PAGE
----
I think that the incident has now happened long enough ago that no one (aside from those who are in the know) will connect this to any person or event, so here’s a little story for you.

I get migraines. Not every day, but I get them. They are the sort that cause me to put my head between my legs. They are the sort that pound, pound, pound and make me want to crawl under the blankets. And they are the kind that make playing oboe extremely painful.

Some time ago I had a double service day — two rehearsals in one day, with a bit of time in between for dinner. Dinner was great fun, as I spent some time with friends and all was well. Until, on the walk back to the hall, I felt a “bad one” coming on. Suddenly the head started killing me. I was playing some works, though, that required a good amount of oboe, and I was playing principal. So I wasn’t about to take off the rehearsal if I could help it. So I played. But the pounding hurt like crazy. So when I didn’t play I would lean over and put my head between my legs. We finally reached the break and I looked forward to just sitting and not playing at all.

Right when everyone else was leaving the stage, a musician leans over and says, “I have to talk to you.” (or something like that—none of this is verbatim). I was told that I caused the individual to blow every solo because I was so distracting and that if I thought the playing was too loud I should just wear earplugs so I don’t cause problems.

Well, I was shocked. I was so busy being in my own painful world I didn’t even think about anyone else. Selfish, I know, but true.

I tried to explain the situation but the person wouldn’t let me get a word in edgewise. I kept trying to say, “It wasn’t about you … I have this migraine …”. But I don’t know that I was ever heard and meanwhile I was being yelled at. (I will say that this particular musician is often fairly volitile.) The person finally left. I burst into tears. I hate when I do that; I’m usually under control and rarely will someone see me cry. Between the shock and pain I guess I was more vulnerable than usual.

Of course my dearest friends were incredibly sympathetic and kind and told me the person was out of line.

But now it’s been a long time and I can think and ponder and figure it all out.

What I did was unintentional, but was distracting. I should have explained the problem to anyone around me so no one would think it was all about them. Because, well, let’s face it; we all think it is all about us!.

So I learned my lesson. Or at least one of them. There are so many lessons to learn, darn it all. But at least I’ve learned this one.

I’m thinking about this today as I suffer from this sinus headache. You can bet I’ll warn my colleagues about my condition before we play tonight!


  1. If you bending over was enough to cause this person to blow solos, I’m thinking that the real problem wasn’t *you*. LOL, what would this person do if something *big* happened? Completely stop playing?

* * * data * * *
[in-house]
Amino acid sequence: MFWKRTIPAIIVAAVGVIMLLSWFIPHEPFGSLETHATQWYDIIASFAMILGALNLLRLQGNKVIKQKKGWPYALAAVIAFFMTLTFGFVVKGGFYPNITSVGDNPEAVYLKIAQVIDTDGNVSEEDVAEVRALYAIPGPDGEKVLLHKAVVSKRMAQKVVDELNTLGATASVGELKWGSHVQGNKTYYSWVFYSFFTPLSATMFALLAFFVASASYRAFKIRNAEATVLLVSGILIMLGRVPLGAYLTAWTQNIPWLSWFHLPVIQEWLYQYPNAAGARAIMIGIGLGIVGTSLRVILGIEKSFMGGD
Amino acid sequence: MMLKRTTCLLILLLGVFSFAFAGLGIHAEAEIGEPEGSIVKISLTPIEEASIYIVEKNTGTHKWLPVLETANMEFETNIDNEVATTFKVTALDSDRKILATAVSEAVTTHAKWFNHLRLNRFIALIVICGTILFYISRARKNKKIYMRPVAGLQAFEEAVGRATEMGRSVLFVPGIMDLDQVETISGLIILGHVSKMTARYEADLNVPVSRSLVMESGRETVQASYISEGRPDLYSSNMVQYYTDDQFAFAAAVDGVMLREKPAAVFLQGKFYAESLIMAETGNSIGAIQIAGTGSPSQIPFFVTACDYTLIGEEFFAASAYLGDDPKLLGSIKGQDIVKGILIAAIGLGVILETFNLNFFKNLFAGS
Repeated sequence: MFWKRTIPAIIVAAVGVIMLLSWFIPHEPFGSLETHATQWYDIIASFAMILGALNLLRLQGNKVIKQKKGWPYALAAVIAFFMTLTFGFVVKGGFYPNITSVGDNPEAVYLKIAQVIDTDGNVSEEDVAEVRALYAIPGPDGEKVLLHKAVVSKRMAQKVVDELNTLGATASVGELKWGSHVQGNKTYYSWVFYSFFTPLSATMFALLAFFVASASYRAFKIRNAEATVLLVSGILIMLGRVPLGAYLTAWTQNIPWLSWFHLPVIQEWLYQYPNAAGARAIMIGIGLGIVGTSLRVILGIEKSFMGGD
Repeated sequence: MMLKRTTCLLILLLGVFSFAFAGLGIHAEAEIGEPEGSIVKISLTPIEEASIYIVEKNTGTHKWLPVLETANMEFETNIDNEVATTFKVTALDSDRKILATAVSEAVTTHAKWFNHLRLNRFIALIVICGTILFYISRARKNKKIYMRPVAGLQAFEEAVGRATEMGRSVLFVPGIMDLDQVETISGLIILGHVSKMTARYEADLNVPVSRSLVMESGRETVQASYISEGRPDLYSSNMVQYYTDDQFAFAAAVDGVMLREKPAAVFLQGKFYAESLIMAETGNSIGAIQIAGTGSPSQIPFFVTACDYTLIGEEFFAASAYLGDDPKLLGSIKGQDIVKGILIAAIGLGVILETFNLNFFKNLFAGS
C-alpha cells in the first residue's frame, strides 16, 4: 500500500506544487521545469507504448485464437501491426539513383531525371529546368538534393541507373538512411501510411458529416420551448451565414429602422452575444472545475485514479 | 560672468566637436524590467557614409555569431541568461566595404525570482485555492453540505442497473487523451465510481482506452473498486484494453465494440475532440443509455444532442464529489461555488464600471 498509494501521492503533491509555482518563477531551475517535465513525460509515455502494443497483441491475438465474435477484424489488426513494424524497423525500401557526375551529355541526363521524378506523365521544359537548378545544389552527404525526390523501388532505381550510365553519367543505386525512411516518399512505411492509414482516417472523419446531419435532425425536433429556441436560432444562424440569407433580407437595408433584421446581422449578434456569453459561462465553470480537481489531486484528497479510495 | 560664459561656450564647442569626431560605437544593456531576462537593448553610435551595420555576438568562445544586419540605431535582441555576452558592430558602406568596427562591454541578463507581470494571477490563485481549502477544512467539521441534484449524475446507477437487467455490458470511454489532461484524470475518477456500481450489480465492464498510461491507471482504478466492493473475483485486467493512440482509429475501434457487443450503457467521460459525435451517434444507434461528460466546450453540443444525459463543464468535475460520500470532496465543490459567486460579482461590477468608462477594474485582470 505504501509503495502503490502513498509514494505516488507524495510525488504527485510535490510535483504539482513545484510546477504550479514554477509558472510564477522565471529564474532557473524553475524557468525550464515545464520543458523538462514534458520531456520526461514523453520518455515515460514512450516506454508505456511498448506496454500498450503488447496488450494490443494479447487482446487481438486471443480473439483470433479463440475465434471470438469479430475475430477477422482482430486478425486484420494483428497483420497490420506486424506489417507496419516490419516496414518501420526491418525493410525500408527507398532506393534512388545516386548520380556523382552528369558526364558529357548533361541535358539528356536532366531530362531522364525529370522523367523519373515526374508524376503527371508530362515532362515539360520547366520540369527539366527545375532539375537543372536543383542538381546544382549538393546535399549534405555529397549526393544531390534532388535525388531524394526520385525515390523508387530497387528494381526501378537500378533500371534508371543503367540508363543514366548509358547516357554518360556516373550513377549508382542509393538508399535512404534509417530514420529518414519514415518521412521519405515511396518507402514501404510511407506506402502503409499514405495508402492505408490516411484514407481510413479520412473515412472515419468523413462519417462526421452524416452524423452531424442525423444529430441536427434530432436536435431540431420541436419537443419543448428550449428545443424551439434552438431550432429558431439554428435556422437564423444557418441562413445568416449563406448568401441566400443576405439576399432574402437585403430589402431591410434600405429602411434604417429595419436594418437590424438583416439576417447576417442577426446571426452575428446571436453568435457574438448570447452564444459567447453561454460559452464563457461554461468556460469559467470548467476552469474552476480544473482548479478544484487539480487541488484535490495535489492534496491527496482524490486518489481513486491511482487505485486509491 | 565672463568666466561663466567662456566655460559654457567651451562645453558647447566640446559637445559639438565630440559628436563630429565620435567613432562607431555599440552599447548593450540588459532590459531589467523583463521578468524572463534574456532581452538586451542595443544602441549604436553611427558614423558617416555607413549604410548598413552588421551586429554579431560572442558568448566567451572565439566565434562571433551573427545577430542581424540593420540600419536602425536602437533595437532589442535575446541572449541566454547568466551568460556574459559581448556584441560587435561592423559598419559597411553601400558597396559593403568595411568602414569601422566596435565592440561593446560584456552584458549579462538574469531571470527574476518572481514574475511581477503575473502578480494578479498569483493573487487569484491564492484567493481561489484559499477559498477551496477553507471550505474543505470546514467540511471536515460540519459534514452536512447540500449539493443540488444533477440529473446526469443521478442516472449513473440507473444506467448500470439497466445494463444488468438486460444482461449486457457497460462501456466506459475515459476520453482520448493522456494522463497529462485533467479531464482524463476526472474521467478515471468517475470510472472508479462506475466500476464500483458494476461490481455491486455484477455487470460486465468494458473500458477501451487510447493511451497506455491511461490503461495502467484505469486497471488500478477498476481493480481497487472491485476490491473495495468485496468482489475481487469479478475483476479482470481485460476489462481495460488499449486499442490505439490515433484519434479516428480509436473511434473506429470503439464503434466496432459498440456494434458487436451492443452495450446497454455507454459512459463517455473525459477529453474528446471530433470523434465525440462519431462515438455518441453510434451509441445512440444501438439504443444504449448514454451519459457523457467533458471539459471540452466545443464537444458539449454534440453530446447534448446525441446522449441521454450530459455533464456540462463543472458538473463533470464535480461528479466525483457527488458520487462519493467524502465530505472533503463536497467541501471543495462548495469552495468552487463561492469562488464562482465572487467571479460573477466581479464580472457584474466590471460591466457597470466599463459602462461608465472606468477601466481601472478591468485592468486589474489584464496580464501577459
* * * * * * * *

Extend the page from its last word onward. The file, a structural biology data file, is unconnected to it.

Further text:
What really bothers me about this situation, is the total disrespect this person had for a fellow collegue. 

     My response probably would have been, (waiting for them to take a breath of course)

     “It’s called focus, why don’t you use it.”  

    I once watched a director inform an actor, (who was behaving very similarly to this person except about someone coughing)

     “You are a *performer*.”  “Your job is to *perform* this piece, and  I don’t care if drunk naked dancing hippos careen across this stage doing Swan Lake.” “You *allow* yourself to be distracted”  “Now, how about you take some responsibilty for yourself and FOCUS!”

    I’ve never forgotten this.

    But mainly I would have been offended by the lack of respect.

    I hope you feel better!

    PS.  I just bought a book you might be interested in, it’s called “This is your brain on music”.  Check it out.  🙂

  2. Patricia Mitchell

    Yeah, we have to deal with all sorts of distractions, ’tis true. But I don’t want to BE a distraction, even if we should all be able to play through them.

    I think the thing I most want to remember isn’t the person’s response, but my actions. I can’t change anyone else. If a person is difficult, my behavior isn’t going to alter the individual. But I can certainly watch what I do and not cause more trouble than necessary.

    And while I do know the person over reacted and was possibly out of line, I wonder if I would have been annoyed if someone had done the same thing to me. (I would never have yelled at a fellow musician, but I might have secretly been ticked off!)

    In any case, what I’m trying to do when I deal with unpleasant situations is figure out what I can learn from them, rather than getting angry. Anger is more exhausting than learning, I guess. 😉

    Anyhoo, I appreciate your comments! 🙂

  3. “In any case, what I’m trying to do when I deal with unpleasant situations is figure out what I can learn from them, rather than getting angry. Anger is more exhausting than learning, I guess. ;-)”

    LOL! I agree!  I very rarely get angry.  I usually feel guilty that I’ve made the *other* person angry! But that is a whole ‘nother kettle of fish.  ;-p 

    Of course, there is also the wide-eyed innocent response: “I’m sorry that you feel that way.”  <— as per a company mandated conflict resolution class.

    good luck, and I have to admit,  You are such a trooper.  🙂